Print Article

The FCA muses on AML systems and controls


One of the dilemmas of white-collar crime is the victim is too often either invisible or, in some cases, like insider dealing, believed, wrongly, not to really exist, which means the wrongdoer is more easily able to commit a crime in which real harm is never felt, seen or experienced directly. So too if the potential impact is not on ‘your street’ or in ‘your country’.

There is a version of this in relation to systems and controls, especially if they become bureaucratic insulation, attenuating [weakening] the system from the gritty reality of the predicate criminality that needs to be inhibited.

And, for the purposes of AML controls, the risks are not limited to white-collar crime, extending to the proceeds of all criminal proceeds, from drug trafficking to terrorist financing.

While the harm from such crimes may be difficult to feel or appreciate because the distance between fund flows and the scene of the crime is so attenuated, the consequences of AML failures may well be a life and death matter.

The recent FCA (Commerzbank /Goldman Sachs )cases demonstrate both the value and challenge of systems and controls.

On one hand, effective AML systems create a controlled environment that is able to identify valuable signals in complex data, with repeatable interrogations geared to specific and reasonably foreseeable crime risks, to ensure decision-making is calibrated to those risks and to record accurately how those risks have been addressed.

On the other hand, systems can become overly complicated, bureaucratised, vulnerable to gaming by less scrupulous players, and expensive.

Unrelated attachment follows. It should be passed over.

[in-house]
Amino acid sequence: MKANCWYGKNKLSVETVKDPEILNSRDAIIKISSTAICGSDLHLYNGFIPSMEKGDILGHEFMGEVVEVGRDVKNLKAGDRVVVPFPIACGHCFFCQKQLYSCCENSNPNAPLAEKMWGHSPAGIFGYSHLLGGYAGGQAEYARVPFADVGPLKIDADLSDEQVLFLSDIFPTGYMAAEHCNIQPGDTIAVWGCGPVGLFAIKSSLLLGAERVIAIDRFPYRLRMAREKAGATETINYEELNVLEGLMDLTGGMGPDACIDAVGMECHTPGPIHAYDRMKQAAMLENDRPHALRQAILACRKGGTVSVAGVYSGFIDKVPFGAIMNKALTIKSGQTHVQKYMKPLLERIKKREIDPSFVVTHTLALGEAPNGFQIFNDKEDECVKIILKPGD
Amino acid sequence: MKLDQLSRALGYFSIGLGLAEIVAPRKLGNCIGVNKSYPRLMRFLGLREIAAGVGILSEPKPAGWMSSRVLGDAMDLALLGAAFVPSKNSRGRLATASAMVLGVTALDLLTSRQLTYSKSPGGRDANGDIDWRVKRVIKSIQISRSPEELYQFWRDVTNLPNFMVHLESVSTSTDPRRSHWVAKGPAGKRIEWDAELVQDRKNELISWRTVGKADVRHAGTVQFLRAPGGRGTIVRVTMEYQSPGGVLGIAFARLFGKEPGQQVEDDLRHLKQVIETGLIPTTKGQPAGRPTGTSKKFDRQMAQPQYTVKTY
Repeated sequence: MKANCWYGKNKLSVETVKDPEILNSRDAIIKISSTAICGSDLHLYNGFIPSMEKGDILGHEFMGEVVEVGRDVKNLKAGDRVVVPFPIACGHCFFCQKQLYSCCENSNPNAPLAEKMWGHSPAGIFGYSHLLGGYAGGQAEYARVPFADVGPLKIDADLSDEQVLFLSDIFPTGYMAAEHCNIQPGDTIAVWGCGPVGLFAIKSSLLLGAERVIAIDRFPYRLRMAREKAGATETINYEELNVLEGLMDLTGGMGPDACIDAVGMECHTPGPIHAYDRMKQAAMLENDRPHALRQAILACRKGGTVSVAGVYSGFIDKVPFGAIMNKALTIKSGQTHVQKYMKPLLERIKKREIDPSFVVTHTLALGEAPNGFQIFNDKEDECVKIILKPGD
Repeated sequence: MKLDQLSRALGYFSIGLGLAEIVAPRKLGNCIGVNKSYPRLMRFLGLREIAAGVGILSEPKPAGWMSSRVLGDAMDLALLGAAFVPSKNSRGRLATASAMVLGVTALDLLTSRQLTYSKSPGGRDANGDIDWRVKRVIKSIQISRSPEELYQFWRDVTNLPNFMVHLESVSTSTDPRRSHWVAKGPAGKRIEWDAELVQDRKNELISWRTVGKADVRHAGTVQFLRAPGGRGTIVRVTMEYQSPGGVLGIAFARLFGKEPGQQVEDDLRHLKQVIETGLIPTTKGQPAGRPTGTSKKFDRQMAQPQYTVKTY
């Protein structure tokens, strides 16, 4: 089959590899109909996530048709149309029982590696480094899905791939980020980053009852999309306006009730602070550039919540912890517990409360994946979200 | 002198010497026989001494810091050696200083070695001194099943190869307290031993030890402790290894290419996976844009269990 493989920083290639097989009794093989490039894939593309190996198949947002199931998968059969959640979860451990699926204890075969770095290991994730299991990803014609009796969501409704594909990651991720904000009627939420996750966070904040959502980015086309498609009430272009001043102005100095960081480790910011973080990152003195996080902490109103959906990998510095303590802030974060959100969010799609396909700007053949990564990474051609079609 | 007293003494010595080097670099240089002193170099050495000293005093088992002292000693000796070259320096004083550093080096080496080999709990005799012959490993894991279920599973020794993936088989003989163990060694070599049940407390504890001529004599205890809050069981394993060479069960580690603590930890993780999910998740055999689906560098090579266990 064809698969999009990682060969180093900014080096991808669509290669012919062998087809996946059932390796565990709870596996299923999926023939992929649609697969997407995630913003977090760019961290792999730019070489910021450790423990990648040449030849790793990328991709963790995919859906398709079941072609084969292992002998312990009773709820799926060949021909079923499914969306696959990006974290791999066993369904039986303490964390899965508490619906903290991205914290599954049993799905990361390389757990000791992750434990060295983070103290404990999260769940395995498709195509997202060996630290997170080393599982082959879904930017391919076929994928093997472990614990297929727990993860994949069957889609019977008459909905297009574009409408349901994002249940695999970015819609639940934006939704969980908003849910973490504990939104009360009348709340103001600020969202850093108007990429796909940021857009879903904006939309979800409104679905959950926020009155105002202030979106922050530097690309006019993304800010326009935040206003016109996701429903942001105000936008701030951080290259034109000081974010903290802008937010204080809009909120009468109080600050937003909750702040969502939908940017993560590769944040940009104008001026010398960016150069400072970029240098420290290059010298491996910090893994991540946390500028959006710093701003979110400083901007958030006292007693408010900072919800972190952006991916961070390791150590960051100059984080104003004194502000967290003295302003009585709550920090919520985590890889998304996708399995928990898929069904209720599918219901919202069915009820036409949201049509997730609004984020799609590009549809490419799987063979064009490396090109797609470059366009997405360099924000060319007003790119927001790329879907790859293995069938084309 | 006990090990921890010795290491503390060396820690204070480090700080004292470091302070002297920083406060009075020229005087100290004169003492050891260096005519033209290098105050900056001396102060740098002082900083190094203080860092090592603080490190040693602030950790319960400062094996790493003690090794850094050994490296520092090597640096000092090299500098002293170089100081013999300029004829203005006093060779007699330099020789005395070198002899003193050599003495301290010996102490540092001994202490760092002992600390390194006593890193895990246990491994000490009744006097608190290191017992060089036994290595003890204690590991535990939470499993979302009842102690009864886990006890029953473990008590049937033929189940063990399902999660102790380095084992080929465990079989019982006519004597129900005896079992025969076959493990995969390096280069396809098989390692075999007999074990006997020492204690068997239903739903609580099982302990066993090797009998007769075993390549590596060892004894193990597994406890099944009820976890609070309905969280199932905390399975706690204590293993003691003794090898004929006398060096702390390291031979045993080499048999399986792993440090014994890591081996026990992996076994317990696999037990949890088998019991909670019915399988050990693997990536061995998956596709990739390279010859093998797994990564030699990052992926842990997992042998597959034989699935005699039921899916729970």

There is an inherent risk that complex systems lose a sense of what they exist for, where the management challenge to maintain the system becomes an end in itself, rather than the system or control acting as radar to identify and manage the actual risks facing financial services firms.

AML systems and controls must be focused explicitly on the activating purpose and function of those controls to ensure the system is not just a bureaucratic process and to ensure it cannot be gamed.



The Team

Meet the team of industry experts behind Comsure

Find out more

Latest News

Keep up to date with the very latest news from Comsure

Find out more


View our latest imagery from our news and work

Find out more


Think we can help you and your business? Chat to us today

Get In Touch

News Disclaimer

As well as owning and publishing Comsure's copyrighted works, Comsure wishes to use the copyright-protected works of others. To do so, Comsure is applying for exemptions in the UK copyright law. There are certain very specific situations where Comsure is permitted to do so without seeking permission from the owner. These exemptions are in the copyright sections of the Copyright, Designs and Patents Act 1988 (as amended)[]. Many situations allow for Comsure to apply for exemptions. These include 1] Non-commercial research and private study, 2] Criticism, review and reporting of current events, 3] the copying of works in any medium as long as the use is to illustrate a point. 4] no posting is for commercial purposes [payment]. (for a full list of exemptions, please read here]. Concerning the exceptions, Comsure will acknowledge the work of the source author by providing a link to the source material. Comsure claims no ownership of non-Comsure content. The non-Comsure articles posted on the Comsure website are deemed important, relevant, and newsworthy to a Comsure audience (e.g. regulated financial services and professional firms [DNFSBs]). Comsure does not wish to take any credit for the publication, and the publication can be read in full in its original form if you click the articles link that always accompanies the news item. Also, Comsure does not seek any payment for highlighting these important articles. If you want any article removed, Comsure will automatically do so on a reasonable request if you email